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Soroj, a Bookkeeper & Administrative Assistant​​, joined the firm in 2015.  Her areas of focus include general bookkeeping for small businesses, payroll and sales tax preparation and client relations.  Soroj joins us from the recent merger with Semmel Management Consultants, Inc. Soroj was with Semmel Management for 25+ years and is the Administrator of our New York office.

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Salvatore M. Bivona

Salvatore M. Bivona, CPA, MAcc

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Salvatore, a Senior Accountant, has been with the firm since 2017. Prior to joining Lear & Pannepacker, Sal gained valuable experience working for one of the Big Four accounting firms where he provided tax services for multiple Fortune 500 Companies.

Sal works primarily on tax preparation and tax planning for individuals and businesses. He has assisted clients across various industries, such as real estate, telecommunications, manufacturing, and professional service companies. Sal also provides audit, review, and compilation services for non-public companies, not-for-profit organizations, and employee benefit plans. He also provides formation and registration services for entrepreneurs starting a new business.

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Ryan Fitzgerald

Ryan Fitzgerald

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Ryan, a Senior Accountant, joined the firm in 2016. He graduated from Rider University with a bachelor’s degree in Accounting, and currently is pursuing his Certified Public Accountant license in the State of New Jersey. His areas of focus include audits, reviews, attestation and compilation engagements for non-public companies, not-for-profit organizations, and employee benefit plans. Ryan also specializes in data extraction and analysis and is well versed in accounting software packages. Ryan joined Lear & Pannepacker, LLP in 2016 after beginning his career with a large, regional CPA firm.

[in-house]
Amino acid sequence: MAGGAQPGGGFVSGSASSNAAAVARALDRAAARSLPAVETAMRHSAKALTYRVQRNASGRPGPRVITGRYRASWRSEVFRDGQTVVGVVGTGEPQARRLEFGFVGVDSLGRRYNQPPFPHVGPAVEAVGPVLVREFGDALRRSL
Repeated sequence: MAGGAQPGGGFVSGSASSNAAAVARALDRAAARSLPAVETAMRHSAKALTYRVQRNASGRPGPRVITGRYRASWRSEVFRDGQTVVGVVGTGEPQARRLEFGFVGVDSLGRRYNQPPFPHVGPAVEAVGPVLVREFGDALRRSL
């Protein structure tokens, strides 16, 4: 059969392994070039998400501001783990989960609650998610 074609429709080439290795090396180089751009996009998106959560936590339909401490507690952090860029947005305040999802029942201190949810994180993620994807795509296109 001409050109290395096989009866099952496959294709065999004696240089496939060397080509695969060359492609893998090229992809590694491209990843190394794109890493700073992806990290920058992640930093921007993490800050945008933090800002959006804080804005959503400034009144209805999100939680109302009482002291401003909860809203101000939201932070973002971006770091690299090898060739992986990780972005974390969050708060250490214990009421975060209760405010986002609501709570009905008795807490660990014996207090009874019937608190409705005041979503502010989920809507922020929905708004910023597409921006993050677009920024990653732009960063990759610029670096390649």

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Pavan Rajput

Pavan Rajput, MBA

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Pavan Rajput, a Supervisor, has been with the firm since 2005.  Pavan works with a variety of closely held businesses and multiple international corporations.  He also contributes to the development of our entry-level staff and participates in the firm’s intern and staff training.  His areas of focus and expertise are with individual and corporate tax returns, tax/strategic planning, general accounting for small businesses and financial planning services.  

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Nathan Semmel

Nathan Semmel, CPA, MAcc

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Nathan Semmel, International Tax Supervisor, has been with the firm since 2015. Nathan’s areas of focus include the preparation of federal and state income tax returns for corporate, partnership, and individual clients, as well as individual business audit examinations for federal and state income taxes and civil penalties (CIVPEN).

Nathan also works with U.S. citizens conducting business abroad and foreign citizens conducting business in the United States, preparing 1040s for expatriates including Form 2555, as well as 1040NR for nonresidents and dual citizens. He has prepared filings in relation to the Streamlined Domestic Offshore Procedure, Streamlined Foreign Offshore Procedure, and Delinquent International Information Return Submission Procedures. Nathan also deals with foreign gifts and inheritances, foreign trust distributions, and foreign trust ownerships, preparing forms 3520 and 3520-A. He prepares Foreign Bank Account Reports (FBAR), and Form 8938 filings regarding foreign accounts and assets that require reporting, as well as forms 5471 and 5472 regarding ownership of foreign companies and foreign owned U.S. corporations. Nathan also has experience preparing Passive Foreign Investment Company (PFIC) filings and ensuring proper election has been made for passive foreign investments, which can include ownership of foreign mutual funds.

His working experience with other foreign issues is not limited to the above.